Today’s factories are highly automated and use amazing robotic machines to do the work of thousands of men. These factory machines don’t look like the robots in the movies. They are a very specialized breed called CNCs, which stands for Computer Numerical Control machines. These sophisticated machine tools are operated by computer programs.
But these aren’t new toys, by any means. CNCs have been around since the early 1970s when computer-controlled systems were introduced.
The first modern-day industrial robot, the Unimate, was put into use by General Motors in 1961. The Unimate was a 4,000-pound robotic arm that attached to a giant steel drum and did things like pour liquid metal into die casts, weld auto bodies, and lift 500-pound car bodies.
The Unimate performed tasks that humans often found dangerous or boring, and did them with speed and exacting detail. The robot never called in sick, asked for a raise, or went on strike. Plus, it worked 24 hours a day. As you can imagine, robots are a productivity and profit lifesaver for factories.
Industrial robots are now a central part of the manufacturing industry. According to the International Federation of Robotics, robotic sales will increase by 12% a year from 2015 to 2017. The Boston Consulting Group estimates that the robotics industry will grow by 9% a year from now until 2025.
How You Can Cash In
Clearly, robotics is big business—and going to get a lot bigger.
What’s the best way to invest in the robotic revolution?
- Moog Inc. (MOG-A) is an aerospace/defense company. It makes sensors and haptics, which are used in unmanned aerial drone systems.
- Dover Corporation (DOV) makes all kinds of industrial machines, including robotic grippers and components.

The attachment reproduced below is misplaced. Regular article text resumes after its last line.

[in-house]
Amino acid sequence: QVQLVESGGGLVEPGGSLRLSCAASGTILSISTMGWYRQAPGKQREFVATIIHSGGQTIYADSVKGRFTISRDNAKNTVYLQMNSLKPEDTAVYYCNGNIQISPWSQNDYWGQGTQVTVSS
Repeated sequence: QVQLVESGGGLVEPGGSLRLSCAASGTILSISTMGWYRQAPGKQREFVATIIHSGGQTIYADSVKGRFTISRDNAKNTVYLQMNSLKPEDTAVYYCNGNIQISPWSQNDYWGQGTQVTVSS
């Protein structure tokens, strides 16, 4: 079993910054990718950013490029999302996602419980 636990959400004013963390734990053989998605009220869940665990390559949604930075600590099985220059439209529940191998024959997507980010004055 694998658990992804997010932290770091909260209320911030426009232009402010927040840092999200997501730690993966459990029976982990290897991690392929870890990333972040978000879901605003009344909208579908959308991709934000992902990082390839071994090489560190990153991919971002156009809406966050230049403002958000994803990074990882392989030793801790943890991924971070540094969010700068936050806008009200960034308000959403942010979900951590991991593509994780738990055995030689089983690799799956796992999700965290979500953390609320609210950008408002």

- iRobot Corporation (IRBT) produces military robots and the Roomba vacuum cleaner.
- Raytheon Company (RTN) is a giant aerospace/defense company and produces many types of robots such as drones and vision systems.
- ABB Ltd. (ABB) is a Swiss conglomerate and gets roughly 20% of revenue from producing robots.
- Elbit Systems Ltd. (ESLT) is an Israeli defense contractor that produces unmanned aircraft and surveillance systems. It also gets about 20% of its business from robotics.
- Adept Technology, Inc. (ADEP) makes robots for manufacturing, food processing, automotive and warehousing applications.
My No. 1 robotic pick, however, is an Asian gem that very few American investors have ever heard of. But boy, is it making a mountain of money!
It manufactures a wide range of robots for the aerospace, automotive, consumer goods, food, metal fabrication, medical, pharmaceutical, solar panel, and many other industries.
It has over 220,000 robots installed around the world, controls 65% of the industrial robotic market, and is the most profitable robotic company in the world.
Warning; In spite of the gigantic potential, you shouldn’t rush out and buy any of the above stocks tomorrow morning. As always, timing is everything, so I recommend that you wait for my buy signal.
But make no mistake; there is a mountain of money to be made by investing in robotics.
A word in closing: You know how often I talk about China, so I wanted to notify you of this upcoming event. Mauldin Economics and Over My Shoulder are going to premiere a new documentary called China on the Edge on September 23.
The movie examines the ongoing economic paradigm shift in China, with the help of some big-name analysts, like Louis-Vincent Gave and Ian Bremmer. I think every investor—whether or not he’s invested in Chinese stocks—should watch China on the Edge. Pre-register here (it’s free) to watch the premiere on September 23.
30-year market expert Tony Sagami leads the Yield Shark and Rational Bear advisories at Mauldin Economics. To learn more about Yield Shark and how it helps you maximize dividend income, click here. To learn more about Rational Bear and how you can use it to benefit from falling stocks and sectors, click here.